State v. Macy

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Justia Opinion Summary

In 2007 and 2008, Defendant was convicted of four felonies. In 2010, Defendant absconded from a pre-release center. Several months later, Defendant was extradited from Idaho to Montana. Defendant pled guilty to escape. Defendant was sentenced to ten years imprisonment and ordered to pay restitution to the State for the costs incurred in extraditing him back to Montana from Idaho. On appeal, Defendant challenged the restitution requirement. The Supreme Court reversed, holding that the district court erred when it ordered Defendant to pay restitution to the State for expenses incurred in extraditing him from Idaho to Montana, as the court lacked the statutory authority to impose restitution for extradition costs.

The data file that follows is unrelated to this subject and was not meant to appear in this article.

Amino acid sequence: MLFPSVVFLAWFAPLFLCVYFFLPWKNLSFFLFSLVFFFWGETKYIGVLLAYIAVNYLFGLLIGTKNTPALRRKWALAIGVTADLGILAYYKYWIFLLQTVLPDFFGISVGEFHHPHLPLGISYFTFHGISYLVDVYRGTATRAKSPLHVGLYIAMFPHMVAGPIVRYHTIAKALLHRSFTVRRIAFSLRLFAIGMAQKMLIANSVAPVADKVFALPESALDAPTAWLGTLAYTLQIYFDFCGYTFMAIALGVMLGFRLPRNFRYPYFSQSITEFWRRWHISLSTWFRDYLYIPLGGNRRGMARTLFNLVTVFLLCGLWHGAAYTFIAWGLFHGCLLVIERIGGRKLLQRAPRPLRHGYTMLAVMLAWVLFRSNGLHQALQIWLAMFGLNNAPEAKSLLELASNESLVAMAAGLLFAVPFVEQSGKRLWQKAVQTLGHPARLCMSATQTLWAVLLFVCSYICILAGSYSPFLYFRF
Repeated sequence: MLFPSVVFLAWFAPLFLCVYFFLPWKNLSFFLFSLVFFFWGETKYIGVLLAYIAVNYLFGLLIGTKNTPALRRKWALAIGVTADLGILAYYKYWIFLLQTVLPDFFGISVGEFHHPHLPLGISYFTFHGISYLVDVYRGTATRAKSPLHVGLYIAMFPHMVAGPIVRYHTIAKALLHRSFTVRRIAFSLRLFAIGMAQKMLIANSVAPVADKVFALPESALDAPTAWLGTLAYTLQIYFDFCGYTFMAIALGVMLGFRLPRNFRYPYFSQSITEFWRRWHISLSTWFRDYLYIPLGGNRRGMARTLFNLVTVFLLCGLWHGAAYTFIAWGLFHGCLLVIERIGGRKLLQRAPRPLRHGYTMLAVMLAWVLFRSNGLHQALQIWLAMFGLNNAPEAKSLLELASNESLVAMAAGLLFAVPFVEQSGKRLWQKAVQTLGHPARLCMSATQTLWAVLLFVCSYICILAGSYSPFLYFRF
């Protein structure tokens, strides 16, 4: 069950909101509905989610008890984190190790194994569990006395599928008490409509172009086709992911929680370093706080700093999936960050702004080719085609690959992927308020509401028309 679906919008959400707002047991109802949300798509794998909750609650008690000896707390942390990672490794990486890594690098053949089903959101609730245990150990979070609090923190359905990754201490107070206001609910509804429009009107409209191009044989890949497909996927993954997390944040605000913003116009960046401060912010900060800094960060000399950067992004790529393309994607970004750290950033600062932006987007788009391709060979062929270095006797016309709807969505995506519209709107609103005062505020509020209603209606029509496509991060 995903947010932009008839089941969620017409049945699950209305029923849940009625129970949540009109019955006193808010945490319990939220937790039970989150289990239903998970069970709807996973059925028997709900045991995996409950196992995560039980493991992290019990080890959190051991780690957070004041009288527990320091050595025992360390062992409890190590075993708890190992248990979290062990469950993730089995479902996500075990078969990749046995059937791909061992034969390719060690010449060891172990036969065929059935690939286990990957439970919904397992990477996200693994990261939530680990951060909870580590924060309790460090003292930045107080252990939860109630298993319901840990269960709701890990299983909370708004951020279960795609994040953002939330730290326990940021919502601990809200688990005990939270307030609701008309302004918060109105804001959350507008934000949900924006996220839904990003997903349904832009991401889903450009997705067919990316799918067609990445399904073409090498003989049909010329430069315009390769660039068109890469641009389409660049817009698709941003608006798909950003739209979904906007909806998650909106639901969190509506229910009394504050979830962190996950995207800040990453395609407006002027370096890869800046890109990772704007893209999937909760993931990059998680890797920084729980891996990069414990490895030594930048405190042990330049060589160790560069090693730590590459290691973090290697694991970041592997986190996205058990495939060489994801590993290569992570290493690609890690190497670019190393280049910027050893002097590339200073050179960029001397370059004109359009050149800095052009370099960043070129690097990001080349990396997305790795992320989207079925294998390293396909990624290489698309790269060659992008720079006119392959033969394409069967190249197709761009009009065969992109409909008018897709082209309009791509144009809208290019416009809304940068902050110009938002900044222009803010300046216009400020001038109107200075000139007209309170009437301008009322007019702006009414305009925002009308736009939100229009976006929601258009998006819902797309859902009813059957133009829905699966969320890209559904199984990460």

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February 11 2014 DA 13-0014 IN THE SUPREME COURT OF THE STATE OF MONTANA 2014 MT 34 STATE OF MONTANA, Plaintiff and Appellee, v. MARK MARION MACY, JR., Defendant and Appellant. APPEAL FROM: District Court of the First Judicial District, In and For the County of Lewis and Clark, Cause No. BDC 2012-29 Honorable Jeffrey M. Sherlock, Presiding Judge COUNSEL OF RECORD: For Appellant: Wade Zolynski, Chief Appellate Defender, Eileen A. Larkin, Assistant Appellate Defender; Helena, Montana For Appellee: Timothy C. Fox, Montana Attorney General, Mardell Ployhar, Assistant Attorney General; Helena, Montana Leo J. Gallagher, Lewis and Clark County Attorney, Melissa Broch, Deputy County Attorney; Helena, Montana Submitted on Briefs: January 8, 2014 Decided: February 11, 2014 Filed: __________________________________________ Clerk Justice Jim A. Rice delivered the Opinion of the Court. ¶1 Mark Marion Macy, Jr. (Macy) appeals from the Judgment of the First Judicial District Court, Lewis and Clark County, ordering him to pay restitution in the amount of $694.50 for extradition costs incurred by the State to return Macy to Montana after he escaped from pre-release. We reverse, and restate the issue raised by Macy as follows: ¶2 Did the District Court err by ordering Macy to pay restitution to the State for expenses incurred in extraditing him from Idaho to Montana? FACTUAL AND PROCEDURAL BACKGROUND ¶3 Macy was convicted of four felonies during 2007 and 2008. During his incarceration for these offenses, Macy was transferred between multiple correctional facilities and prerelease centers. On October 1, 2010, Macy was sent to a pre-release center in Helena, but, within hours of arriving, he absconded and did not return. ¶4 Several months later, on February 7, 2011, law enforcement officers stopped a Jeep for speeding in Kootenai County, Idaho. The vehicle was driven by Macy, and Macy s wife was a passenger. Fearing a return to prison, Macy led Idaho law enforcement on a highspeed chase, which ended when Macy collided with a Highway Patrol vehicle and law enforcement fired over a dozen shots into Macy s Jeep, wounding Macy and killing his wife. Macy was treated and taken into custody in Idaho, and subsequently extradited to Montana. ¶5 Macy was charged with escape, a felony pursuant to § 45-7-306(2), MCA. Macy pled guilty, admitting that he walked away from pre-release without the proper authorization. The District Court sentenced Macy to ten years in the Montana State Prison, with two years suspended. The District Court also ordered Macy to pay restitution to the State in the 2 amount of $694.50 for the costs incurred in extraditing him back to Montana from Idaho. The District Court based this figure on a document entitled MSP Trip Estimate for Interstate Transfer, which was included in the Presentence Investigation Report. On appeal, Macy challenges this restitution requirement. STANDARD OF REVIEW ¶6 Pursuant to § 46-18-201(5), MCA, if a person has been found guilty of an offense, and the sentencing court finds that a victim has sustained a pecuniary loss, as the terms are defined in § 46-18-243, MCA, the sentencing court shall require payment of full restitution to the victim. State v. Brothers, 2013 MT 222, ¶ 8, 371 Mont. 254, 307 P.3d 306 (citation omitted). This determination constitutes a mixed question of law and fact. Brothers, ¶ 8. We will not disturb a court s factual findings unless they are clearly erroneous. We review de novo whether those facts satisfy the applicable legal standard and whether the court has statutory authority to impose the sentence. Brothers, ¶ 9 (citations omitted). DISCUSSION ¶7 Did the District Court err by ordering Macy to pay restitution to the State for expenses incurred in extraditing him from Idaho to Montana? ¶8 For purposes of restitution, a victim, as defined by Montana law, includes a governmental entity that suffers loss of property as a result of the commission of an offense in this state or that incurs costs or losses during the commission or investigation of an escape . . . or during the apprehension or attempted apprehension of the escapee. Section 46-18243(2)(a)(iii), MCA (emphasis added). This statute has been interpreted by this Court to 3 include a governmental entity only when that entity suffers property damage in the commission of a crime, or incurs costs in the investigation or apprehension of an escaped person. State v. Jay, 2013 MT 79, ¶ 48, 369 Mont. 332, 298 P.3d 396 (emphasis added). ¶9 Macy argues that the expense of extraditing him from Idaho to Montana was not the result of property damage suffered during the commission of a crime or the investigation or apprehension of an escapee. He asserts that the State of Idaho, not Montana, apprehended Macy, and, therefore, the State is not a victim entitled to restitution as defined by the statute, and consistent with our decision in Brothers. The State answers that when Macy left the pre-release center, he created a need for the State to incur expenses to return him to Montana. Therefore, according to the State, the cost of apprehending [Macy] included the cost of extraditing him back to Montana. ¶10 In Brothers, Brothers was charged with several sexual crimes for which the district court issued a warrant for his arrest. Law enforcement subsequently apprehended Brothers in New Mexico and extradited him back to Montana. Brothers, ¶¶ 4-5. After he pled guilty to sexual assault, Brothers was ordered by the district court to pay restitution to the State for the costs incurred during his extradition. Brothers, ¶¶ 4, 7. On appeal, we determined that the [d]istrict [c]ourt lacked the authority to impose restitution because the State [was] not a victim as required by § 46-18-201(5), MCA, and defined in § 46-18-243(2)(a), MCA. Brothers, ¶ 10. We reasoned that extradition costs are distinct from property damage suffered during the commission of a crime or of the investigation or apprehension of an escapee and therefore are not recoverable as restitution. Brothers, ¶¶ 12-13. 4 ¶11 The State attempts to distinguish Brothers on the ground that the defendant in that case was not an escapee. While the State is technically correct on this point, we agree with Macy that the relevant inquiry under § 46-18-243(2)(a)(iii), MCA, for this case is whether the State incurred costs during the apprehension or attempted apprehension of the escapee. It is well established that a district court s authority to impose sentences in criminal cases is defined and constrained by statute. . . . [R]estitution is statutorily limited to the victim of the crime for which a defendant is convicted. State v. Setters, 2001 MT 101, ¶¶ 21-22, 305 Mont. 253, 25 P.3d 893 (citations omitted), overruled on other grounds, State v. Herman, 2008 MT 187, ¶ 12 n. 1, 343 Mont. 494, 188 P.3d 978. When interpreting a statute, [t]he statute s plain language controls our interpretation if we can discern the legislative intent from the plain meaning of the statute s words. State v. Merry, 2008 MT 288, ¶ 12, 345 Mont. 390, 191 P.3d 428. [W]e refuse to insert what has been omitted or to omit what has been inserted. Merry, ¶ 12 (citing § 1-2-101, MCA). ¶12 Black s Law Dictionary defines apprehension as [t]he seizure, taking, or arrest of a person on a criminal charge. Black s Law Dictionary 101 (6th ed., West 1990). Consistent with the plain language of § 46-18-243(2)(a)(iii), MCA, it was the State of Idaho, not Montana, that apprehended Macy following the high-speed chase in Kootenai County, Idaho, by seizing and arresting him. The statute does not include the separate cost of extraditing Macy back to the State of Montana as a recoverable item, and, consistent with our decision in Brothers, the District Court was without statutory authority to impose this cost as restitution. The Legislature may wish to revise § 46-18-243(2)(a)(iii), MCA, to permit recovery of this cost by the State, but we will not insert such language into the statute. 5 ¶13 Macy also argues that the order requiring repayment of the extradition costs was improper because it was not based on an affidavit or sworn testimony as required by § 46-18242, MCA. Having already determined that the District Court lacked statutory authority to impose restitution for extradition costs, we decline to address this issue. ¶14 Reversed and remanded for entry of an amended judgment consistent herewith. /S/ JIM RICE We Concur: /S/ MIKE McGRATH /S/ PATRICIA COTTER /S/ LAURIE McKINNON /S/ MICHAEL E WHEAT 6